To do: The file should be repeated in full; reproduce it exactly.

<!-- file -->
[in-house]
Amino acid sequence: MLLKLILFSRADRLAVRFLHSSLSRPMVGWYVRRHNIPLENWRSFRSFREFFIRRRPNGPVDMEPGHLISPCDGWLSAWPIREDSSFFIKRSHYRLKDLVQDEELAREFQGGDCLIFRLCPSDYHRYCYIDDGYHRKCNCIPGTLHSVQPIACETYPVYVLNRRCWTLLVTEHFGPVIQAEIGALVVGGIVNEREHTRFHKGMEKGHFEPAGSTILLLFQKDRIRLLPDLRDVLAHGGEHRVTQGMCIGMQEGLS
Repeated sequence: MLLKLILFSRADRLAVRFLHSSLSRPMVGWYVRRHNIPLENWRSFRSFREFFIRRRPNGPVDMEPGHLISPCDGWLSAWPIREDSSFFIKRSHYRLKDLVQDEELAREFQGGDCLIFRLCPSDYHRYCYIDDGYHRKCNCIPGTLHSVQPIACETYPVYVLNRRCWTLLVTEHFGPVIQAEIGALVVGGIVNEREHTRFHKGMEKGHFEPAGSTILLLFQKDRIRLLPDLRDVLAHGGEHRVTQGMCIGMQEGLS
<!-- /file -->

[in-house]
Amino acid sequence: MLLKLILFSRADRLAVRFLHSSLSRPMVGWYVRRHNIPLENWRSFRSFREFFIRRRPNGPVDMEPGHLISPCDGWLSAWPIREDSSFFIKRSHYRLKDLVQDEELAREFQGGDCLIFRLCPSDYHRYCYIDDGYHRKCNCIPGTLHSVQPIACETYPVYVLNRRCWTLLVTEHFGPVIQAEIGALVVGGIVNEREHTRFHKGMEKGHFEPAGSTILLLFQKDRIRLLPDLRDVLAHGGEHRVTQGMCIGMQEGLS
Repeated sequence: MLLKLILFSRADRLAVRFLHSSLSRPMVGWYVRRHNIPLENWRSFRSFREFFIRRRPNGPVDMEPGHLISPCDGWLSAWPIREDSSFFIKRSHYRLKDLVQDEELAREFQGGDCLIFRLCPSDYHRYCYIDDGYHRKCNCIPGTLHSVQPIACETYPVYVLNRRCWTLLVTEHFGPVIQAEIGALVVGGIVNEREHTRFHKGMEKGHFEPAGSTILLLFQKDRIRLLPDLRDVLAHGGEHRVTQGMCIGMQEGLS